EDITORIAL COMMENT: Land Barons: Kasukuwere on right track
AT least the correct people are now going to pay and be punished for the illegal housing in several urban areas, rather than the victims. Minister of Local Government, Public Works and National Housing Saviour Kasukuwere has taken a fair and rational stance: for the moment the houses are not to be demolished and victims need to be compensated before any action is taken, the compensation coming from those councillors, officials and “land barons” who organised and benefited from the scams.
This seems to satisfy the two requirements that any just solutions would demand, that those who caused the mess and profited from it are made to pay to clean it up, that those duped are to keep a roof over their heads while the mess is cleared up and have their money back to build elsewhere if this is necessary.
Admittedly ignorance of the law is not regarded as a defence, so legally the councils could demolish the houses without compensating the victims, leaving them to sue the people who sold the land should they wish their money back.
But the duped victims had no reason to suspect that the land they bought was not legal. And they are highly unlikely to have the legal knowledge and other skills to track down and sue the sellers and are unlikely to have the finances to pay for lawyers and experts who could.
And they definitely do need somewhere to live while the mess is sorted out. So they need help, rather than carrying the burden of the problems.
It is difficult to understand, without accepting that there were determined efforts by several involved with municipalities to cloud the issues, how the mess got this far. Normally one would expect that when an unplanned and unapproved settlement is started that council officials would quickly see that something was wrong while people were still digging foundations or erecting temporary sheds.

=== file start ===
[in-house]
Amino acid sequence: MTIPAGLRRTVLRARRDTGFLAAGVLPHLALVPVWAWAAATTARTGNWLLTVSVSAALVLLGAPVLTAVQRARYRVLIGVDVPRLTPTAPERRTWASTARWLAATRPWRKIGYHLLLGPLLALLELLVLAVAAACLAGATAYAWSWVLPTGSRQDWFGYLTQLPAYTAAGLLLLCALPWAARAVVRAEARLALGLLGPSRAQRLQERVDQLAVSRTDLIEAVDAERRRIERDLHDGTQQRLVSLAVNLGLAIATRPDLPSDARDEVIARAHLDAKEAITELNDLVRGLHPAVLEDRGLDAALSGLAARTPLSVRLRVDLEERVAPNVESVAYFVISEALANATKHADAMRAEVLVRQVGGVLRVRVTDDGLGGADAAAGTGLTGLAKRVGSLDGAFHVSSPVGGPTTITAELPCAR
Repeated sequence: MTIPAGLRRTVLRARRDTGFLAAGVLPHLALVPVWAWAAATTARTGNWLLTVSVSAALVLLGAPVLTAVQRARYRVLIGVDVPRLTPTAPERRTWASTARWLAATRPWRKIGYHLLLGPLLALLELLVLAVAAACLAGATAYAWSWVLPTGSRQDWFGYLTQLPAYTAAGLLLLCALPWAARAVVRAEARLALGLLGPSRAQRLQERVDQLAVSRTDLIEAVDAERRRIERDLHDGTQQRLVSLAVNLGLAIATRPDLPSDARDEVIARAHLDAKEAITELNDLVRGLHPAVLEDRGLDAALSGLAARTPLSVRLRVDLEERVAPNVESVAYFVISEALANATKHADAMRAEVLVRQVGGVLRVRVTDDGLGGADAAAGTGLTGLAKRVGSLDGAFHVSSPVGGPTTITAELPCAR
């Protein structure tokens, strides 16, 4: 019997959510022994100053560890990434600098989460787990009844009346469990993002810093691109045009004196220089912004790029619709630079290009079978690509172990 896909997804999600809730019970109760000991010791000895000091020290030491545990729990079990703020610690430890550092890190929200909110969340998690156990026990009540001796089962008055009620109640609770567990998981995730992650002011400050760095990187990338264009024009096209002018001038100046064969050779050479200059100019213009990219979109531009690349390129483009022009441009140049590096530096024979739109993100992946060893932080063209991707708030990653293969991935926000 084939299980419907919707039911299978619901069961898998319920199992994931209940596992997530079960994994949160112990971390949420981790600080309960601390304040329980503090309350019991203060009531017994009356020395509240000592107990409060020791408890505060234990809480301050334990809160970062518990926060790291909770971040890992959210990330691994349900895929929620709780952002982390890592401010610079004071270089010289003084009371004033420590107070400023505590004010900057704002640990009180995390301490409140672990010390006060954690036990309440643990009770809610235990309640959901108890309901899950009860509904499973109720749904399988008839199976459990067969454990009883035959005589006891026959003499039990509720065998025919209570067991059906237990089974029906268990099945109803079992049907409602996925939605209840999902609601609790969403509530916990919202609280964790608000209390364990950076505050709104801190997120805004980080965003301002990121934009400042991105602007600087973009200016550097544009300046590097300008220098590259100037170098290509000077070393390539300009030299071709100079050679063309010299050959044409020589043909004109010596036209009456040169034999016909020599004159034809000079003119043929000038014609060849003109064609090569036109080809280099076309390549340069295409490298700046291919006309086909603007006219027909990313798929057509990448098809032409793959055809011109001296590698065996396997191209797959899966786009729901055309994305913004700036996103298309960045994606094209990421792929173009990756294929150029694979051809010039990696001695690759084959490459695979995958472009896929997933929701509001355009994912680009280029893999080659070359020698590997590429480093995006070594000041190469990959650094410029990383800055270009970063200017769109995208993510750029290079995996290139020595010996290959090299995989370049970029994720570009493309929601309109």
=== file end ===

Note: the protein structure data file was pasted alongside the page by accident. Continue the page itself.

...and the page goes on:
So action could then be taken before any serious damage was done and anyone involved in fraud or criminal activity could quickly be tracked down. In all the cases there will be need for investigations. Not all who built will be innocent, but many probably are. In the end those who caused the problem must bear the costs, whoever they are.
While Zimbabwe does not need any more Epworths, urban councils should be wary about using demolition orders as the first option, rather than the final option. In many cases, such as unplanned extensions to houses, it is legally possible to rectify the errors, give advice on how to do so and advice on how to modify these structures so they meet by-laws.
In other cases councils need to be aware of just what is happening in their areas, so illegalities can be stopped before there is any serious harm. It is much better to stop an illegal structure being built in the first place rather than try to knock it down once it is there, especially when there could be a lot of unnecessary suffering caused by a hasty demolition.
The law is the law, but it needs to be applied with some care and sense.
This appears to be the minister’s stance. He is carefully not condoning illegal structures, but he wants the mess cleared up in a way that does not see the poor bearing all the costs and the lucky rich getting away scot-free. We think his approach makes sense, to solve the problem, but with the minimum of suffering by the innocent.